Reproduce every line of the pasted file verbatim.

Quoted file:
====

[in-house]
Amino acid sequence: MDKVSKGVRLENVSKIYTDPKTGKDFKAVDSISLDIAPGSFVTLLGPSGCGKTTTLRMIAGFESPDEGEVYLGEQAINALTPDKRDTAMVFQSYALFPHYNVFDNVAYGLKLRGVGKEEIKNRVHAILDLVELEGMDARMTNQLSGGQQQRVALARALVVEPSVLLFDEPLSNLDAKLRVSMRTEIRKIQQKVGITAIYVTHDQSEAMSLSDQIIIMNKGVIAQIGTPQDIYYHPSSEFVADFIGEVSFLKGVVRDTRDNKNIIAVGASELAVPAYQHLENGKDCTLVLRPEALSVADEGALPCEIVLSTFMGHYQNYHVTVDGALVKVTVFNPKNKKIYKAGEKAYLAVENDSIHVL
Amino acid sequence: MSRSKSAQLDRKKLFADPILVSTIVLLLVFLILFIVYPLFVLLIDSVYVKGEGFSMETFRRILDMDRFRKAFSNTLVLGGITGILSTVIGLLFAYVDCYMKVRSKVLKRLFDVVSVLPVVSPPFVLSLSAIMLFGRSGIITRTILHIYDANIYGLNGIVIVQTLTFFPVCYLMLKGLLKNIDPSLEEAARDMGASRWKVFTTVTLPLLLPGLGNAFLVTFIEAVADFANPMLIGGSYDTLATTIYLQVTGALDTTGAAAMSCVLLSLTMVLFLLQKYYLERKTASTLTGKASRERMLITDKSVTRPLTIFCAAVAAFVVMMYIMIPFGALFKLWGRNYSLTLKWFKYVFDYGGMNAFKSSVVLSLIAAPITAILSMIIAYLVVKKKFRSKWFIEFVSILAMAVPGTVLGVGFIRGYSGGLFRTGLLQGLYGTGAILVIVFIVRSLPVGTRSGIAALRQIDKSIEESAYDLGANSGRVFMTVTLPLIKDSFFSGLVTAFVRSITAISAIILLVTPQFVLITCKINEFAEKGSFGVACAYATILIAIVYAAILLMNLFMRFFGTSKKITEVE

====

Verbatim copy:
[in-house]
Amino acid sequence: MDKVSKGVRLENVSKIYTDPKTGKDFKAVDSISLDIAPGSFVTLLGPSGCGKTTTLRMIAGFESPDEGEVYLGEQAINALTPDKRDTAMVFQSYALFPHYNVFDNVAYGLKLRGVGKEEIKNRVHAILDLVELEGMDARMTNQLSGGQQQRVALARALVVEPSVLLFDEPLSNLDAKLRVSMRTEIRKIQQKVGITAIYVTHDQSEAMSLSDQIIIMNKGVIAQIGTPQDIYYHPSSEFVADFIGEVSFLKGVVRDTRDNKNIIAVGASELAVPAYQHLENGKDCTLVLRPEALSVADEGALPCEIVLSTFMGHYQNYHVTVDGALVKVTVFNPKNKKIYKAGEKAYLAVENDSIHVL
Amino acid sequence: MSRSKSAQLDRKKLFADPILVSTIVLLLVFLILFIVYPLFVLLIDSVYVKGEGFSMETFRRILDMDRFRKAFSNTLVLGGITGILSTVIGLLFAYVDCYMKVRSKVLKRLFDVVSVLPVVSPPFVLSLSAIMLFGRSGIITRTILHIYDANIYGLNGIVIVQTLTFFPVCYLMLKGLLKNIDPSLEEAARDMGASRWKVFTTVTLPLLLPGLGNAFLVTFIEAVADFANPMLIGGSYDTLATTIYLQVTGALDTTGAAAMSCVLLSLTMVLFLLQKYYLERKTASTLTGKASRERMLITDKSVTRPLTIFCAAVAAFVVMMYIMIPFGALFKLWGRNYSLTLKWFKYVFDYGGMNAFKSSVVLSLIAAPITAILSMIIAYLVVKKKFRSKWFIEFVSILAMAVPGTVLGVGFIRGYSGGLFRTGLLQGLYGTGAILVIVFIVRSLPVGTRSGIAALRQIDKSIEESAYDLGANSGRVFMTVTLPLIKDSFFSGLVTAFVRSITAISAIILLVTPQFVLITCKINEFAEKGSFGVACAYATILIAIVYAAILLMNLFMRFFGTSKKITEVE